Like most of the books created and published by CCC, it’s a collection of small articles written by the folks who actual did the thing the article is about. It’s a way for people to share and learn from each other. Very skim-able. The articles tend to be light on logistics and details, maybe too light for some. Sometimes it’s too light on details for me. But it’s a GREAT idea generator and conversation starter. In fact I had trouble finishing it, because every third article had me dropping the book to send someone an email or make a note to talk to someone else.
Highly recommended for anyone in any aspect of making Christmas go well in a church setting.
At the moment only the Kindle Edition is available, but I have it on good authority the print version is on the way.
UPDATE: The print edition is now available as well.
I am beginning to think I learned one of my biggest lessons about trust in high school.* I was a dumpy, clumsy girl. At least that’s how I felt. I was heavier than most girls and was always, always aware of that. I walked through life half wincing, so that when everyone started laughing at me, I was prepared.
Our school was hosting a gathering of kids – including foreign exchange students – from other schools in the area. We played team games and getting-to-know-you games. Then came the dreaded trust exercises. Continue reading
I can tell anyone the universe has their back. I will try to convince anyone and everyone it will work out, the world is a benevolent place and whatever Gods they care to believe in are on their side. I have been called a “terminal optimist” and I’ll take it. I really DO believe it will all turn out all right.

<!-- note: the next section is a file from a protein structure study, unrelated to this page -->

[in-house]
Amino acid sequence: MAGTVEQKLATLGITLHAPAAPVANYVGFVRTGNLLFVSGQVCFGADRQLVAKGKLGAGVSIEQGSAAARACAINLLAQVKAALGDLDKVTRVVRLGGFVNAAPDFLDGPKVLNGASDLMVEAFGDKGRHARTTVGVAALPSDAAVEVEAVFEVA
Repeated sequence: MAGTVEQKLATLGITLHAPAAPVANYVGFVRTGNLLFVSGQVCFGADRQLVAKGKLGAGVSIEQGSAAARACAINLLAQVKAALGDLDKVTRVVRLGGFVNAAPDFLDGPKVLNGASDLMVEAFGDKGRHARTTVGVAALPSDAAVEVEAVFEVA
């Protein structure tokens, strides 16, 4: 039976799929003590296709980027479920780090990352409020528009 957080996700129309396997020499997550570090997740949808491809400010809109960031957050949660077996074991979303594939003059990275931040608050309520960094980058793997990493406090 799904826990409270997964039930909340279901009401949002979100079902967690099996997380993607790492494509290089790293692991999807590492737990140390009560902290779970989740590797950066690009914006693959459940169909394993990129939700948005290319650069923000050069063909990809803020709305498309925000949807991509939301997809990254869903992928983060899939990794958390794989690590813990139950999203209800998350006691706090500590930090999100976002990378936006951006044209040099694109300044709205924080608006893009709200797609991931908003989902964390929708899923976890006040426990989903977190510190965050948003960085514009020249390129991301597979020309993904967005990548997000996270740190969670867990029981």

For everyone except for me.
Welcome to the inner world of an enneatype six. Continue reading
Years ago, one of the leaders of the company I was working for harshly criticized me and left me feeling incompetent and stupid. I shared my feelings with the owner of the company. Instead of empathizing or assuring me I was not an idiot, she said “When people say things about you it has very little to do with you. It has more to do with them. The sooner you realize that, the easier life will be.”
It blew me away.
I didn’t need to take to heart everything people said about me. I didn’t even need to push back against it. It simply didn’t apply. It wasn’t my business. It was an interior monologue that had had slipped out through the speaker’s mouth.
Keys and I have always had a complicated relationship. I grew up in a small town and my folks grew up in an even smaller town. I don’t know about no one ever locking their doors, but we rarely did. Keys were a thing grown-ups did. I rarely locked the house I raised my daughter in. I rarely lock my car. But I love the look and sound of keys, especially old ones. I have trouble throwing them away, even if the building or car they open doesn’t exist anymore.
They still signal doing grown up right
The problem with keys is they don’t follow me everywhere like a besotted puppy. They stay behind – usually right where I left them, dammit—instead of being where I need them. I have become adept at breaking (or weaseling) my way into places – apartments, theaters, churches, schools – without my keys. I have climbed piles of old tires, boosted myself off car hoods, dropped to basement floors, jimmied locks and woken caretakers.
But keys and I had a particularly rough morning today.